The fall season is almost here. On September 22, summer will officially come to an end. As we enter the fall season, you should be cautious of certain safety hazards. While safety hazards aren't limited to any single season, many injuries occur during this time of year. By avoiding the five following safety hazards, you can stay safe this fall season.
#1) Tree Limbs
Tree limbs are a common safety hazard during the fall season. Regardless of where you live, there are probably trees near your home. Storms, of course, can knock dead or otherwise weak tree limbs down. If you or someone else happens to be standing underneath a tree limb when it drops, injury may occur.
#2) Burning Leaves
When walking outside of your home during the fall season, you may discover that your yard is covered in leaves. Most deciduous trees, of course, shed their leaves during this time of year. While some homeowners simply bag the fallen leaves, others burn them. Burning leaves, however, is a safety hazard. Strong winds may send fiery-hot embers to nearby structures. Alternatively, you may accidentally inhale the toxic byproduct gases produced by burning leaves.
#3) Flooded Roads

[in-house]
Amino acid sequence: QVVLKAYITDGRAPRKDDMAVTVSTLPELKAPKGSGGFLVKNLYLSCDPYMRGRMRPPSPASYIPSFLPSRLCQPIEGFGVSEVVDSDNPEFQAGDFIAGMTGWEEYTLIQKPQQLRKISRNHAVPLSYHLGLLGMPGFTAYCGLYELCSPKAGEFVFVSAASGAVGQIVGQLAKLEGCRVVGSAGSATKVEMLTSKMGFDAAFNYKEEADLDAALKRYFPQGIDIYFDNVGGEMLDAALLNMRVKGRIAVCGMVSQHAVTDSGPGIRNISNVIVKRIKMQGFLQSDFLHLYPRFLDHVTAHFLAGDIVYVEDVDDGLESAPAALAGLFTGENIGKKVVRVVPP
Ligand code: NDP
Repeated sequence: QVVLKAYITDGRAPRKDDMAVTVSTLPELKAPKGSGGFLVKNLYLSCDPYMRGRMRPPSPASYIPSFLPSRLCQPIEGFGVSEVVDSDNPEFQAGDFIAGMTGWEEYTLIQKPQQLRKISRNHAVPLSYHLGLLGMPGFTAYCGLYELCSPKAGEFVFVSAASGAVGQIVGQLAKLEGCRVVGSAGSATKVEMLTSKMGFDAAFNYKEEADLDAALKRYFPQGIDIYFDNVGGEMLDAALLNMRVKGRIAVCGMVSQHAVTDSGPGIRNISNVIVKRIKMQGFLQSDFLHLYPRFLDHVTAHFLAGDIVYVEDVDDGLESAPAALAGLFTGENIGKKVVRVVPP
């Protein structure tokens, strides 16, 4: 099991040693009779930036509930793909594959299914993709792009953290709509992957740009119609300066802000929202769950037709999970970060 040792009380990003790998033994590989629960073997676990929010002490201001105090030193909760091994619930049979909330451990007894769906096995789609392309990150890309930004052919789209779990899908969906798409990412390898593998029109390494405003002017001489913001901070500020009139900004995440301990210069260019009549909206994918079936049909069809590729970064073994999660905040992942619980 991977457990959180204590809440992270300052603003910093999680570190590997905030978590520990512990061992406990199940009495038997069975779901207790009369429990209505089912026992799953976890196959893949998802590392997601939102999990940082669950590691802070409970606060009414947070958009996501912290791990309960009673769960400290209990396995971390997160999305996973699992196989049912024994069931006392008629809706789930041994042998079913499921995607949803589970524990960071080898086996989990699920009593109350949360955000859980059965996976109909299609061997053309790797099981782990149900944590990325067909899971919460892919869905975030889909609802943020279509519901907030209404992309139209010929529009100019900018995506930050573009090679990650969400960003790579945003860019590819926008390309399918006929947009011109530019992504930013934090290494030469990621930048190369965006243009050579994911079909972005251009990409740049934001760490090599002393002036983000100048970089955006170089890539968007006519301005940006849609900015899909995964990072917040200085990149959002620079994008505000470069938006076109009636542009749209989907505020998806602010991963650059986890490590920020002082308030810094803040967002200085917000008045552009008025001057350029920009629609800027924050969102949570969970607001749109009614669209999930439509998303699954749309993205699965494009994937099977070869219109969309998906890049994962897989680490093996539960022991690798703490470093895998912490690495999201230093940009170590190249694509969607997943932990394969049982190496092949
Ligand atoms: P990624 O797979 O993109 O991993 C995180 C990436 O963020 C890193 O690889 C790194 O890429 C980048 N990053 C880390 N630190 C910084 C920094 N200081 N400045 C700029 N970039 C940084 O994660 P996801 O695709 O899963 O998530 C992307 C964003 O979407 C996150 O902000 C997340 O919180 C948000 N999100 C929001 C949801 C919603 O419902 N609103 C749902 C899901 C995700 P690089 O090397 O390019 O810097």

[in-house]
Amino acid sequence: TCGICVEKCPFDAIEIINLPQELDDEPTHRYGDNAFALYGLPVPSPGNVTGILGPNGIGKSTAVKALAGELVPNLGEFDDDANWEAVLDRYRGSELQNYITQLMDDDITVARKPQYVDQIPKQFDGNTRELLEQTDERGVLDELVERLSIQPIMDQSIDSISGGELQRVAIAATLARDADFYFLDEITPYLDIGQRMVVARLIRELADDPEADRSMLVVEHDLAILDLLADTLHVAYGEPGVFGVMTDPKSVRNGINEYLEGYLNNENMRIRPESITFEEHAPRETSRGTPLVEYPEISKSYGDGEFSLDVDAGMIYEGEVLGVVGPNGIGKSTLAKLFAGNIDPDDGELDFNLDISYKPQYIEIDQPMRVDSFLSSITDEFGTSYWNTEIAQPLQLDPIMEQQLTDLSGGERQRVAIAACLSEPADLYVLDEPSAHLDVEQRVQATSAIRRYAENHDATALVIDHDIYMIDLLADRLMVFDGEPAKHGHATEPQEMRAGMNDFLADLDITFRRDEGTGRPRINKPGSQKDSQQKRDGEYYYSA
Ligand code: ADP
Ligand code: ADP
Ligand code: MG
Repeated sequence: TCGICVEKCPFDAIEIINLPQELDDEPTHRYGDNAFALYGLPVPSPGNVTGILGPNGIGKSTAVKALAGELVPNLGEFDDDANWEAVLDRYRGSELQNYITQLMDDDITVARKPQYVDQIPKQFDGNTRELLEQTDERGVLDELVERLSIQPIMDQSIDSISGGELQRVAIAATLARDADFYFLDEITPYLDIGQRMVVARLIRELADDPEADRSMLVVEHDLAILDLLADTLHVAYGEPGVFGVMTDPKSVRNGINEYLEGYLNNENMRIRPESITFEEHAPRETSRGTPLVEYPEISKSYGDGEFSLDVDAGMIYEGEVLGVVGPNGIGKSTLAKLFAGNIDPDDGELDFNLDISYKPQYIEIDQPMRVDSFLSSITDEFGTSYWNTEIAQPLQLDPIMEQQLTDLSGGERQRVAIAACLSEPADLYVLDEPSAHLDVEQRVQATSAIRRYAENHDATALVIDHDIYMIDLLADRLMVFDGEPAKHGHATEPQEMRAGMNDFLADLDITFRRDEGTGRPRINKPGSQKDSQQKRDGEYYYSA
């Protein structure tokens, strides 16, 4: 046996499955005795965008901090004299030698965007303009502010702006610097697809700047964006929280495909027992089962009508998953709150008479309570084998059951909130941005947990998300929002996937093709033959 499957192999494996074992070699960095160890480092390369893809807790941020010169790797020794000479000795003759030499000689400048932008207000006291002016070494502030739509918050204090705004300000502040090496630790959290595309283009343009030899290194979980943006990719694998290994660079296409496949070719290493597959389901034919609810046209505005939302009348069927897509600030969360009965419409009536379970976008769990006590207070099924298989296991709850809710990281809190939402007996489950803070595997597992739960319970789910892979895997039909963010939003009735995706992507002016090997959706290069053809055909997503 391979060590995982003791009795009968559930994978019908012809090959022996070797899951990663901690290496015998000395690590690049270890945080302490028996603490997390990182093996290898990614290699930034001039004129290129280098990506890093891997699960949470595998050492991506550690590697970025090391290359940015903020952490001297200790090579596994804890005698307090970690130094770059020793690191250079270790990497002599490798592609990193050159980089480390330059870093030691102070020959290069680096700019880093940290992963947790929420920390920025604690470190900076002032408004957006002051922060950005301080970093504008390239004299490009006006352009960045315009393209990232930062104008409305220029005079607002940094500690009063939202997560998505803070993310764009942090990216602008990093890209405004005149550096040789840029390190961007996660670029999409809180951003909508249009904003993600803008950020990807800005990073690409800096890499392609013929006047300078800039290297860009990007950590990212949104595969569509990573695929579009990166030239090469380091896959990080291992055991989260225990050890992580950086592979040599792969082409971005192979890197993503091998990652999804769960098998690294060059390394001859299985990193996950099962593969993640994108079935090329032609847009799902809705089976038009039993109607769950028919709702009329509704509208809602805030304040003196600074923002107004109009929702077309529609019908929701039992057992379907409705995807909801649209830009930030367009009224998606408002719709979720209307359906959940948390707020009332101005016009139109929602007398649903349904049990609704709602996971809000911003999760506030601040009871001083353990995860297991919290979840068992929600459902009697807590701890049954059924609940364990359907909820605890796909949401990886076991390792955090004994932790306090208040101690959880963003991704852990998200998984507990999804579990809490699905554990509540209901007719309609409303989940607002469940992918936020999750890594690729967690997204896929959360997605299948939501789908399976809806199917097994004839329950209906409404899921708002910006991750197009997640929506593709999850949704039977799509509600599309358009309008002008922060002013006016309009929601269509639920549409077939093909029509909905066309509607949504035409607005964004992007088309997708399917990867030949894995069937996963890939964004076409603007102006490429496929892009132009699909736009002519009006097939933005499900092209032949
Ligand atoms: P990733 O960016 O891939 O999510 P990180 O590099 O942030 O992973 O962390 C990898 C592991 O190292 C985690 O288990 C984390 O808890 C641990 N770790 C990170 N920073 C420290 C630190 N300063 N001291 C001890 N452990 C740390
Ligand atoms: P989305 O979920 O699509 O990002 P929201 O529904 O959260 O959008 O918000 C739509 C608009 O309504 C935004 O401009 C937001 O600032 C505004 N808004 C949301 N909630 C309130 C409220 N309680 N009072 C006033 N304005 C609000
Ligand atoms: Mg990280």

The fall season is bound to bring rainfall. When driving during this time of year, you should use caution to avoid flooded roads. Statistics show that approximately 88 people in the United States lose their lives annually due to flooding. When driving during the rain, only drive on road surfaces that you can see. If there's water covering a section of road, don't drive on it.
#4) Vitamin D Deficiency
It may sound unusual, but vitamin D deficiency is a common safety hazard during the fall season. The days will essentially become shorter as we get further into the year. With less sunlight -- as well as the cooler temperatures -- you may find yourself spending little or no time outdoors.
Many homeowners begin using their fireplace during the fall season. While there's nothing wrong with burning wood in your fireplace, you should use caution so that it doesn't pose a safety hazard. The flue damper, for instance, should be open. Using a fireplace with the damper closed will result in smoke accumulating inside of your home. You should also get your fireplace cleaned once a year. A clogged chimney can have a similar effect by preventing smoke from leaving your fireplace.